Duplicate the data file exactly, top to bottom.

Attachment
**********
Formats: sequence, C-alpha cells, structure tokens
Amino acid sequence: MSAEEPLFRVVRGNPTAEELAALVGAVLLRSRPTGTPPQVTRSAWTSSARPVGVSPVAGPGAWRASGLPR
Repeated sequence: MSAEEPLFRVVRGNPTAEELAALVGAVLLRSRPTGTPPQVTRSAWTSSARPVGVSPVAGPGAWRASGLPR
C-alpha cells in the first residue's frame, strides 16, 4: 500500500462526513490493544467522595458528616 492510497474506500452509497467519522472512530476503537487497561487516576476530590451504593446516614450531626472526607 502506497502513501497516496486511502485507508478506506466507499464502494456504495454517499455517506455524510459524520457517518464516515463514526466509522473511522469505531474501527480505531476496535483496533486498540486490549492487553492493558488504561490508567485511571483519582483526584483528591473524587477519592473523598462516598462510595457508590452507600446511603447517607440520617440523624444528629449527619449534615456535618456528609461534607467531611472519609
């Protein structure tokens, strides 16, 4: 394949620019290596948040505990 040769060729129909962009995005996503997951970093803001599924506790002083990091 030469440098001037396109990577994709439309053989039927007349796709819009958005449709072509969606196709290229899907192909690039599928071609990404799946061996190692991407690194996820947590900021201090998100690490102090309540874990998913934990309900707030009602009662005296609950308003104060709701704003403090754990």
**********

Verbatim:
Formats: sequence, C-alpha cells, structure tokens
Amino acid sequence: MSAEEPLFRVVRGNPTAEELAALVGAVLLRSRPTGTPPQVTRSAWTSSARPVGVSPVAGPGAWRASGLPR
Repeated sequence: MSAEEPLFRVVRGNPTAEELAALVGAVLLRSRPTGTPPQVTRSAWTSSARPVGVSPVAGPGAWRASGLPR
C-alpha cells in the first residue's frame, strides 16, 4: 500500500462526513490493544467522595458528616 492510497474506500452509497467519522472512530476503537487497561487516576476530590451504593446516614450531626472526607 502506497502513501497516496486511502485507508478506506466507499464502494456504495454517499455517506455524510459524520457517518464516515463514526466509522473511522469505531474501527480505531476496535483496533486498540486490549492487553492493558488504561490508567485511571483519582483526584483528591473524587477519592473523598462516598462510595457508590452507600446511603447517607440520617440523624444528629449527619449534615456535618456528609461534607467531611472519609
């Protein structure tokens, strides 16, 4: 394949620019290596948040505990 040769060729129909962009995005996503997951970093803001599924506790002083990091 030469440098001037396109990577994709439309053989039927007349796709819009958005449709072509969606196709290229899907192909690039599928071609990404799946061996190692991407690194996820947590900021201090998100690490102090309540874990998913934990309900707030009602009662005296609950308003104060709701704003403090754990």